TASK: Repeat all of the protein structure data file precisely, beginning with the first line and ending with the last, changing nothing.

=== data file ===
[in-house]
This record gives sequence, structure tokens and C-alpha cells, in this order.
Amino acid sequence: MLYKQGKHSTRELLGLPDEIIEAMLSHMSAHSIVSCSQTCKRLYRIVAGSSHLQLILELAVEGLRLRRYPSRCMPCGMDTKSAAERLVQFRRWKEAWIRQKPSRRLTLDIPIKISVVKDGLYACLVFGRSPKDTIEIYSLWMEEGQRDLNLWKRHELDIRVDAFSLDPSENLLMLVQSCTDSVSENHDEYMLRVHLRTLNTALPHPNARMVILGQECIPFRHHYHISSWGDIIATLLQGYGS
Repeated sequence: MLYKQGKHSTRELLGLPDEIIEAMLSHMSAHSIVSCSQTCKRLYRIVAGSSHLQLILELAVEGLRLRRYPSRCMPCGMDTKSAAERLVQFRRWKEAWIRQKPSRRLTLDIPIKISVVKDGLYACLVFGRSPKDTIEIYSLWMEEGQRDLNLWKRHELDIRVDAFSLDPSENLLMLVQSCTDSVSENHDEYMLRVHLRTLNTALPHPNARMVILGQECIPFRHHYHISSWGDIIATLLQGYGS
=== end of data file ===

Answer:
[in-house]
This record gives sequence, structure tokens and C-alpha cells, in this order.
Amino acid sequence: MLYKQGKHSTRELLGLPDEIIEAMLSHMSAHSIVSCSQTCKRLYRIVAGSSHLQLILELAVEGLRLRRYPSRCMPCGMDTKSAAERLVQFRRWKEAWIRQKPSRRLTLDIPIKISVVKDGLYACLVFGRSPKDTIEIYSLWMEEGQRDLNLWKRHELDIRVDAFSLDPSENLLMLVQSCTDSVSENHDEYMLRVHLRTLNTALPHPNARMVILGQECIPFRHHYHISSWGDIIATLLQGYGS
Repeated sequence: MLYKQGKHSTRELLGLPDEIIEAMLSHMSAHSIVSCSQTCKRLYRIVAGSSHLQLILELAVEGLRLRRYPSRCMPCGMDTKSAAERLVQFRRWKEAWIRQKPSRRLTLDIPIKISVVKDGLYACLVFGRSPKDTIEIYSLWMEEGQRDLNLWKRHELDIRVDAFSLDPSENLLMLVQSCTDSVSENHDEYMLRVHLRTLNTALPHPNARMVILGQECIPFRHHYHISSWGDIIATLLQGYGS